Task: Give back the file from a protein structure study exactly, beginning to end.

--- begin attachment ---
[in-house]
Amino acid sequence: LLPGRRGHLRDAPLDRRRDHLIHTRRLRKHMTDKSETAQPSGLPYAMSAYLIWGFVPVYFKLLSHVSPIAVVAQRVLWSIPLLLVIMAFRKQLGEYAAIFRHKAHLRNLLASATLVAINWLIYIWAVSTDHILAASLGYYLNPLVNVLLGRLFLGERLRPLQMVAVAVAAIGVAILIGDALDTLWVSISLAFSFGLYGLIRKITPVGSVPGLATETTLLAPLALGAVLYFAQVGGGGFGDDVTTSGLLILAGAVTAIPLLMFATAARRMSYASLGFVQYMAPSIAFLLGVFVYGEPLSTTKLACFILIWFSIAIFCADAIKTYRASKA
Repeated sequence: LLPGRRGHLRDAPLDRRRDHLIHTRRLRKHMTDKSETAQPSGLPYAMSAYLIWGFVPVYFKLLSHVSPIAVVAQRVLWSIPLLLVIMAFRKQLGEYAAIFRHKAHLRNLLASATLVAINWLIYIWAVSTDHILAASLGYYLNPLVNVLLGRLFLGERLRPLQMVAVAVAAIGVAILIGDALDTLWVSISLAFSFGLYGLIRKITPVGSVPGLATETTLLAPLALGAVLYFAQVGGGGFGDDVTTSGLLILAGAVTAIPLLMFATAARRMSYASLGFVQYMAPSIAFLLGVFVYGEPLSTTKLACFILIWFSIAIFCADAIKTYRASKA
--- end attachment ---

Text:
[in-house]
Amino acid sequence: LLPGRRGHLRDAPLDRRRDHLIHTRRLRKHMTDKSETAQPSGLPYAMSAYLIWGFVPVYFKLLSHVSPIAVVAQRVLWSIPLLLVIMAFRKQLGEYAAIFRHKAHLRNLLASATLVAINWLIYIWAVSTDHILAASLGYYLNPLVNVLLGRLFLGERLRPLQMVAVAVAAIGVAILIGDALDTLWVSISLAFSFGLYGLIRKITPVGSVPGLATETTLLAPLALGAVLYFAQVGGGGFGDDVTTSGLLILAGAVTAIPLLMFATAARRMSYASLGFVQYMAPSIAFLLGVFVYGEPLSTTKLACFILIWFSIAIFCADAIKTYRASKA
Repeated sequence: LLPGRRGHLRDAPLDRRRDHLIHTRRLRKHMTDKSETAQPSGLPYAMSAYLIWGFVPVYFKLLSHVSPIAVVAQRVLWSIPLLLVIMAFRKQLGEYAAIFRHKAHLRNLLASATLVAINWLIYIWAVSTDHILAASLGYYLNPLVNVLLGRLFLGERLRPLQMVAVAVAAIGVAILIGDALDTLWVSISLAFSFGLYGLIRKITPVGSVPGLATETTLLAPLALGAVLYFAQVGGGGFGDDVTTSGLLILAGAVTAIPLLMFATAARRMSYASLGFVQYMAPSIAFLLGVFVYGEPLSTTKLACFILIWFSIAIFCADAIKTYRASKA